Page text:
EC launches antitrust probe against Google

Regulators to probe whether Google abused its dominant position as a search engine by unfairly favoring its own services in search results over those from competitors.

Lance Whitney Contributing Writer
Lance Whitney is a freelance technology writer and trainer and a former IT professional. He's written for Time, CNET, PCMag, and several other publications. He's the author of two tech books--one on Windows and another on LinkedIn.
Lance Whitney
3 min read

The European Commission announced today that it's opening an investigation of Google over alleged antitrust practices in the European Union.

The probe was triggered by complaints from three search providers, which claim that Google has stifled them by unfairly manipulating certain factors related to both unpaid and paid search results.

The search providers leveling the charges are Foundem, a U.K. price comparison site; ejustice.fr, a French legal search engine; and Ciao, a U.K. search engine owned by Microsoft. These three Web sites offer vertical search services, which means they provide users with specific online information, such as price comparisons.

As part of its probe, the EC said it will examine whether Google lowered the rankings of the services provided by the three Web sites while giving its own vertical services preferential treatment in unpaid search results.

Further, the Commission will check into allegations that Google lowered the "Quality Score" for paid, sponsored links of the three competing vertical search providers, a complaint made by Foundem, according to Google. The Quality Score is one factor that determines the price advertisers pay to Google. If two advertisers use the same keywords, the one with the lower Quality Score has to pay more to rank evenly with the one that has the higher score.

Finally, the EC will examine whether Google imposed exclusivity obligations on advertisers, a complaint that Google said was raised by Ciao. Such obligations would prevent advertisers from using the same ads they use on Google on their own Web sites or on competing search engines such as Bing and Yahoo.

With Google presumed innocent unless proven guilty, the EC said that the probe doesn't imply that it has any proof of antitrust violations. "It only signifies that the commission will conduct an in-depth investigation of the case as a matter of priority," the Commission said in a statement.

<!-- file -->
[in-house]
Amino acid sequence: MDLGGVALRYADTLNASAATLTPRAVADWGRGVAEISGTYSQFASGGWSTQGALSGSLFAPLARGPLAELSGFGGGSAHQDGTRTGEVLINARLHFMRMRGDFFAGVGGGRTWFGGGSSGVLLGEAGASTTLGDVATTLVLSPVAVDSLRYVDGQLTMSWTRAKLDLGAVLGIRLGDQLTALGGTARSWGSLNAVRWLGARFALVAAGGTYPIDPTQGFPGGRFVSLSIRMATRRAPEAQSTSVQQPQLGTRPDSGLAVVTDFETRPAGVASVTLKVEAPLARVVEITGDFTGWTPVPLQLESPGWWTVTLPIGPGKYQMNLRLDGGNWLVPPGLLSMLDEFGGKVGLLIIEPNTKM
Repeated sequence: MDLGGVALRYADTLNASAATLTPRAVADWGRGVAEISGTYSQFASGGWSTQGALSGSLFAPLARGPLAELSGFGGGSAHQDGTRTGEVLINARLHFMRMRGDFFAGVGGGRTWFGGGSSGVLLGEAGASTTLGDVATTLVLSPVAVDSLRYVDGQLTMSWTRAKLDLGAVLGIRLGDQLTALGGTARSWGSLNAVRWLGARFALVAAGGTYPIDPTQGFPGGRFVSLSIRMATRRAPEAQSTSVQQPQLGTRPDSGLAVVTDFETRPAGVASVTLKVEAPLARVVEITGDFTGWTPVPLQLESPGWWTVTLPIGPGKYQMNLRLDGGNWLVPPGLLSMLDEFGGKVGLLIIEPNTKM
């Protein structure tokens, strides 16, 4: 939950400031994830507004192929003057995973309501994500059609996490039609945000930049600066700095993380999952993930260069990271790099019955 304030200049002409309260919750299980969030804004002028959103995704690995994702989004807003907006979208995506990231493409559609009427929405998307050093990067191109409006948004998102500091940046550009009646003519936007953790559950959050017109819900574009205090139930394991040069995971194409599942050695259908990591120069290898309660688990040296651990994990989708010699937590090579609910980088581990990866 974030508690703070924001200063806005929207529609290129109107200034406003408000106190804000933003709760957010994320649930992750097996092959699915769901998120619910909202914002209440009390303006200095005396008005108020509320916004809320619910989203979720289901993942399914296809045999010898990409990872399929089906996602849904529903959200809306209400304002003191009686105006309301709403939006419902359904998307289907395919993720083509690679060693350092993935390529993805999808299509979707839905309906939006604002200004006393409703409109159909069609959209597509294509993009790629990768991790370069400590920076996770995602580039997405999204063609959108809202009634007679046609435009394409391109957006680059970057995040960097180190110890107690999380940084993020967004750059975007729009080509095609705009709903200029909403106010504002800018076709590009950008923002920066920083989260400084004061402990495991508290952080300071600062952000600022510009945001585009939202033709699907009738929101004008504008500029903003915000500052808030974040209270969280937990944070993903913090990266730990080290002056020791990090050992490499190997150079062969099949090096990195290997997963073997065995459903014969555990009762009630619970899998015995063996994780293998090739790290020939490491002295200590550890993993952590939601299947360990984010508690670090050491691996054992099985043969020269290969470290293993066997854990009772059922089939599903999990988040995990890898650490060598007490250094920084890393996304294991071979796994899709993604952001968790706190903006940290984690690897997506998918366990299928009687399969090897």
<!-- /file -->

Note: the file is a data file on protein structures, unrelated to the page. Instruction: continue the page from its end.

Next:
The EC first looked into the complaints from the three search providers back in February. At that time, a Google blog defended the company's position saying that its search results are based on algorithms that try to take into account what people may find the most useful. Google also said that it has nothing against vertical search providers and that certain ones rank high in its results.

In a response to a request for comment, a Google spokesman e-mailed CNET its statement on the probe:

"Since we started Google we have worked hard to do the right thing by our users and our industry, ensuring that ads are always clearly marked, making it easy for users to take their data with them when they switch services and investing heavily in open source projects. But there's always going to be room for improvement, and so we'll be working with the Commission to address any concerns."

Google also defended its ranking system to CNET, explaining that its algorithms rank higher-quality and more relevant sites above lower-quality and less relevant sites. Some sites unhappy with their rankings have sued Google over the years, but those were suits the company said it has won.

Looking at the sites that triggered the EU's probe, Google said that both it and independent sources have found them to generally be of lower quality. The company cited Foundem's content as being duplicated from other Web sites, a factor that has led to its low ranking in search results. Ejustice.fr uses Google's own search service to provide its results, another factor that has resulted in a low ranking.

In addressing the complaints made by Ciao over exclusivity obligations, Google said its advertisers are not restricted from advertising on other search engines and that they're free to use platforms other than AdSense, Google's online ad network, on other sites.

Google added that it previously had a good relationship with Ciao, which was a long-time partner of AdSense. But when Ciao was bought by Microsoft in 2008, the relationship apparently turned sour as Google began hearing complaints about the terms and conditions of its contract from Ciao.

Updated at 8:56 a.m. PT with additional background and comment from Google.